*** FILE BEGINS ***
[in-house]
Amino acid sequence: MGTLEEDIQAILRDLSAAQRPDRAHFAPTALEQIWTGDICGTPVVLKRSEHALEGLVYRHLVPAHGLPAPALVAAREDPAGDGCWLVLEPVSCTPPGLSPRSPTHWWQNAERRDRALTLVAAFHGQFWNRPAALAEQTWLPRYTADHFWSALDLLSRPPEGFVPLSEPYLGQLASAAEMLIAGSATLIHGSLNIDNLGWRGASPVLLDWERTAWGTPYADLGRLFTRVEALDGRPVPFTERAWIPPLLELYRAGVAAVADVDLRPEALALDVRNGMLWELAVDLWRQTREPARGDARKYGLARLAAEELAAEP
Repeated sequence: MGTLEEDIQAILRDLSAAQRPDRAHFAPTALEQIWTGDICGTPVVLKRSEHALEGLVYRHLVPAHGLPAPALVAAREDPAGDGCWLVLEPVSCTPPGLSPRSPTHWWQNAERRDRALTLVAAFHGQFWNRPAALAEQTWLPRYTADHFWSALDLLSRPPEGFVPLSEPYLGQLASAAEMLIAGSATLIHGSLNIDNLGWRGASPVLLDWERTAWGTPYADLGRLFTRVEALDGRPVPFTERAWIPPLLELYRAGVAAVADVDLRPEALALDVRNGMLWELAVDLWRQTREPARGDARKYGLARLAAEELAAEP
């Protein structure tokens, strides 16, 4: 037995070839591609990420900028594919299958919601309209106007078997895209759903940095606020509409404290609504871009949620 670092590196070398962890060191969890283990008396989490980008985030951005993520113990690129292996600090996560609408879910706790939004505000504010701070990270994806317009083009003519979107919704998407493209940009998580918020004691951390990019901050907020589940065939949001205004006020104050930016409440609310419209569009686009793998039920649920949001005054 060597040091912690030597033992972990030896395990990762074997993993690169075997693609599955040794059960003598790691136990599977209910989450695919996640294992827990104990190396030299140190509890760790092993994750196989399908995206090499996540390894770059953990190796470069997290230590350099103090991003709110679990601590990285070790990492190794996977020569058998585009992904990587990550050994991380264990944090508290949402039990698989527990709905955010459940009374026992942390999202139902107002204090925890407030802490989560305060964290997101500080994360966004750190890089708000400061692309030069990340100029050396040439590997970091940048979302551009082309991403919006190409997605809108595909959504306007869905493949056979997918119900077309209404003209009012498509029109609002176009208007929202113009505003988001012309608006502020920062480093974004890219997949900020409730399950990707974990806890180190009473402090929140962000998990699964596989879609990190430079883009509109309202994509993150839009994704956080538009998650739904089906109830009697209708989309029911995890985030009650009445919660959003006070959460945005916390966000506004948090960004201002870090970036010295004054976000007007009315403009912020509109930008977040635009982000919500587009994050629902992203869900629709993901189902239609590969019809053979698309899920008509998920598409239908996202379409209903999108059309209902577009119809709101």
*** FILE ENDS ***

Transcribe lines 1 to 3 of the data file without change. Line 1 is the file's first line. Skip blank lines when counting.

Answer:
[in-house]
Amino acid sequence: MGTLEEDIQAILRDLSAAQRPDRAHFAPTALEQIWTGDICGTPVVLKRSEHALEGLVYRHLVPAHGLPAPALVAAREDPAGDGCWLVLEPVSCTPPGLSPRSPTHWWQNAERRDRALTLVAAFHGQFWNRPAALAEQTWLPRYTADHFWSALDLLSRPPEGFVPLSEPYLGQLASAAEMLIAGSATLIHGSLNIDNLGWRGASPVLLDWERTAWGTPYADLGRLFTRVEALDGRPVPFTERAWIPPLLELYRAGVAAVADVDLRPEALALDVRNGMLWELAVDLWRQTREPARGDARKYGLARLAAEELAAEP
Repeated sequence: MGTLEEDIQAILRDLSAAQRPDRAHFAPTALEQIWTGDICGTPVVLKRSEHALEGLVYRHLVPAHGLPAPALVAAREDPAGDGCWLVLEPVSCTPPGLSPRSPTHWWQNAERRDRALTLVAAFHGQFWNRPAALAEQTWLPRYTADHFWSALDLLSRPPEGFVPLSEPYLGQLASAAEMLIAGSATLIHGSLNIDNLGWRGASPVLLDWERTAWGTPYADLGRLFTRVEALDGRPVPFTERAWIPPLLELYRAGVAAVADVDLRPEALALDVRNGMLWELAVDLWRQTREPARGDARKYGLARLAAEELAAEP